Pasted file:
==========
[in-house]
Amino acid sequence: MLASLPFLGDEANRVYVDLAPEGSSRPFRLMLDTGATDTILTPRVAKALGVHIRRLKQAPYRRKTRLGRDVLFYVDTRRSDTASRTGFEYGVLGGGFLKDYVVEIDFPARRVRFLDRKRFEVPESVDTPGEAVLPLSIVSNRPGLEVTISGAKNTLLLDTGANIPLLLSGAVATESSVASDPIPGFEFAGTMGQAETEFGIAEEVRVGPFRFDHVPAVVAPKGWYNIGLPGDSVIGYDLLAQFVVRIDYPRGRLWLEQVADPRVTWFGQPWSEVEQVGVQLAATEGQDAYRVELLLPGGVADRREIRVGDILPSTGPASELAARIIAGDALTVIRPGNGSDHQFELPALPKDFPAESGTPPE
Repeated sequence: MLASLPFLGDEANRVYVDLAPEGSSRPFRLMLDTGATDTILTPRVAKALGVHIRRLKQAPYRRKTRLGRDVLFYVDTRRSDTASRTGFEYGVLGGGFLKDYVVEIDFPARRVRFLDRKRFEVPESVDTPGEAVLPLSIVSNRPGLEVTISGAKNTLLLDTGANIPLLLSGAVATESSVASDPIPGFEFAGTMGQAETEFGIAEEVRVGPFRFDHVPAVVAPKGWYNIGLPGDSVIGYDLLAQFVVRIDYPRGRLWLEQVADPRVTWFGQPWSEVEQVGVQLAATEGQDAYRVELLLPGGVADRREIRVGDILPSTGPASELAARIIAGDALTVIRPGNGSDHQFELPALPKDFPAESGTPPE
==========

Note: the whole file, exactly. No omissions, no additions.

[in-house]
Amino acid sequence: MLASLPFLGDEANRVYVDLAPEGSSRPFRLMLDTGATDTILTPRVAKALGVHIRRLKQAPYRRKTRLGRDVLFYVDTRRSDTASRTGFEYGVLGGGFLKDYVVEIDFPARRVRFLDRKRFEVPESVDTPGEAVLPLSIVSNRPGLEVTISGAKNTLLLDTGANIPLLLSGAVATESSVASDPIPGFEFAGTMGQAETEFGIAEEVRVGPFRFDHVPAVVAPKGWYNIGLPGDSVIGYDLLAQFVVRIDYPRGRLWLEQVADPRVTWFGQPWSEVEQVGVQLAATEGQDAYRVELLLPGGVADRREIRVGDILPSTGPASELAARIIAGDALTVIRPGNGSDHQFELPALPKDFPAESGTPPE
Repeated sequence: MLASLPFLGDEANRVYVDLAPEGSSRPFRLMLDTGATDTILTPRVAKALGVHIRRLKQAPYRRKTRLGRDVLFYVDTRRSDTASRTGFEYGVLGGGFLKDYVVEIDFPARRVRFLDRKRFEVPESVDTPGEAVLPLSIVSNRPGLEVTISGAKNTLLLDTGANIPLLLSGAVATESSVASDPIPGFEFAGTMGQAETEFGIAEEVRVGPFRFDHVPAVVAPKGWYNIGLPGDSVIGYDLLAQFVVRIDYPRGRLWLEQVADPRVTWFGQPWSEVEQVGVQLAATEGQDAYRVELLLPGGVADRREIRVGDILPSTGPASELAARIIAGDALTVIRPGNGSDHQFELPALPKDFPAESGTPPE